Sean Penn doesn't believe in film preservation. He hates those hallowed classics like "The Grapes of Wrath" and " Gone With the Wind," a film he describes as "an abominable fraud of a movie."
"I sometimes feel that they should just burn them all and start anew," he says.
Penn giggles wickedly--a hoarse, breathy, gasping chortle. It's the first time in the last hour that a flash of mischievousness has animated his rough-hewn features.
Penn says he's found that an eradication of past history can be rejuvenating.
"I had a house burn down once, and everything in life burned, except my family, and it was so liberating. I didn't have a bad moment about it," he says. "It sort of reinvigorated my interest in a lot of things. I wonder if there should be some kind of anarchy," he says, laughing.
It's Monday, lunchtime at the bar at the Hotel Bel-Air, and Penn is here to promote his film "I Am Sam," which opened for an Oscar-qualifying run at the end of December and reopens in wider release at the end of this month. This is the kind of task he usually detests and, for most of it, he has swathed his personality in rigorously polite wariness.
He's wearing a black suit with a black shirt and a black tie. A little goatee and longish pompadour give him a faintly menacing look, especially because they make him look almost exactly like the convicted killer on death row he played in "Dead Man Walking." He sits with his arms crossed, almost defensively, except when his cranberry juice and Caesar salad arrive, a salad from which he meticulously picks off the croutons and most of the cheese.
The only other occupants of the bar are an ever-expanding klatch of rich blue-haired ladies, decked out in holiday suits and hats, discussing drinking and shopping, their tinny tones constantly threatening to drown out the hushed, cracked voice of perhaps the greatest actor in America.
It's Sean Penn's mission, and in some ways his plight, to mount a one-man battle against mindless, soul-numbing, "embarrassing" entertainment. "I'm not somebody you'd want to go to most American movies with. I'd really upset you," he warns. "I get crazy. I feel like they're [the filmmakers and the Hollywood system] are all up there saying, 'You're an idiot! You're an idiot!' And they're not just saying it to me. They're saying it to everybody around me, and some people who aren't idiots are believing it about themselves and that becomes the broad audience.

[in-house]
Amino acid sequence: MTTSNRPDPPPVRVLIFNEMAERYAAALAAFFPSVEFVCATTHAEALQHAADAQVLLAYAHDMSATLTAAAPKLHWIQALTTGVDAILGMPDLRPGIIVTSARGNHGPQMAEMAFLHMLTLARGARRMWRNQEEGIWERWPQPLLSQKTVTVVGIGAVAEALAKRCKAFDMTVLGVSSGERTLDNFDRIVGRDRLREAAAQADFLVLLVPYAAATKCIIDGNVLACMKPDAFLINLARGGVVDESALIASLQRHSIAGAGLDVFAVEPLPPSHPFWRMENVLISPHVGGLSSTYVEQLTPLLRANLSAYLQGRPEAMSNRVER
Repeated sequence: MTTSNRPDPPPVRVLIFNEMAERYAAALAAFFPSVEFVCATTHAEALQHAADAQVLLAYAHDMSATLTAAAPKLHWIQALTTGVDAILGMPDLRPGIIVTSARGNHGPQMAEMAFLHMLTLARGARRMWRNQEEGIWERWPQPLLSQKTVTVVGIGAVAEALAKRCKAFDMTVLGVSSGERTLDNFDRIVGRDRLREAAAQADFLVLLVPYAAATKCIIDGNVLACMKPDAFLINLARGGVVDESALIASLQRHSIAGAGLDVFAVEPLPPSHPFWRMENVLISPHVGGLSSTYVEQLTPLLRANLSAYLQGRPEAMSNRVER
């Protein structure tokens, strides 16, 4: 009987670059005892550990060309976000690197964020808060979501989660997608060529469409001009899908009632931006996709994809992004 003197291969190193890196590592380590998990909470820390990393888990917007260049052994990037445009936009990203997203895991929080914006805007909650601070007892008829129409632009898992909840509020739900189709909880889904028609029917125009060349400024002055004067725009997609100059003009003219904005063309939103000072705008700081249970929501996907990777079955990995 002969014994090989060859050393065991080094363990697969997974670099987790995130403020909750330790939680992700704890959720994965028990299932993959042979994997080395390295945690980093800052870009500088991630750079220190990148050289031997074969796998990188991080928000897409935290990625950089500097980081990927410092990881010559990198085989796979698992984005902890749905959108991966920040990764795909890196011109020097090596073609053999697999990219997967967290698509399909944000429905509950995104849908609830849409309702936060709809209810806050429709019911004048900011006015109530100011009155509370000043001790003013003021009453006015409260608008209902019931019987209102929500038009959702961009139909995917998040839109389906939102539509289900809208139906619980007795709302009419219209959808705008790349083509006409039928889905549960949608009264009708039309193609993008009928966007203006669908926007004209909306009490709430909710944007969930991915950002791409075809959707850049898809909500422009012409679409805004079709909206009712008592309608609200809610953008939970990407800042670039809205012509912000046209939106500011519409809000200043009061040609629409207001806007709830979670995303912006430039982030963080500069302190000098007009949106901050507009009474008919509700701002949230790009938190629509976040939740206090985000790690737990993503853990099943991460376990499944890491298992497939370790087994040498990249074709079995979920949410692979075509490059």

"They're contemptuous of everything, of themselves, of everything, all wrapped up in a package of the feel-good movie of the year. They talk about violence in movies and all of that stuff. My attitude is, a bad movie is violence!"
Penn isn't ranting as he says this. His voice never rises above a murmur, each word carefully plucked with meticulousness and an air of self-awareness. His demeanor is more philosophy professor-cum-beat poet matter-of-factly delineating the hard-won wisdom of years of experience.
It would be easy to surmise that Penn has mellowed since his first incarnation as a sneering, bad-boy wunderkind, married to Madonna, shooting at helicopters and brawling with paparazzi. For the first half of his career, he was known as much for his fury as for his craft. But his friends caution that this is a facile reduction of a complex and unusually steadfast and loyal personality. "He was sweet and dangerous 20 years ago, and he's sweet and dangerous now," explains producer Art Linson, who hosted Penn's wedding to Robin Wright in 1996.
Penn is clearly uncompromising. For several years, he claimed publicly that he was quitting acting, but in fact, he explains, he can't because "I can never get ahead of the game financially because of the movies I do." He prefers directing. In the last decade, he's crafted such challenging fare as "The Crossing Guard," a harrowing tale of a father haunted by the death of his daughter, who was killed by a drunk driver, and "The Pledge," about a man's obsessive--and soul-destroying--search for a serial killer.
"Sean's a very poetic, hard-nosed director," says Jack Nicholson, who starred in both. "He goes his own way. He's all about being substantial in the work."
When Penn acts, it's often not for much money, opting to work for scale (about $2,000 a week) in Woody Allen's "Sweet and Lowdown" (1999), or for a reported $300,000 for Terrence Malick's "The Thin Red Line" (1998)-- although he received a reported $5 million to star as a mentally challenged adult in "I Am Sam."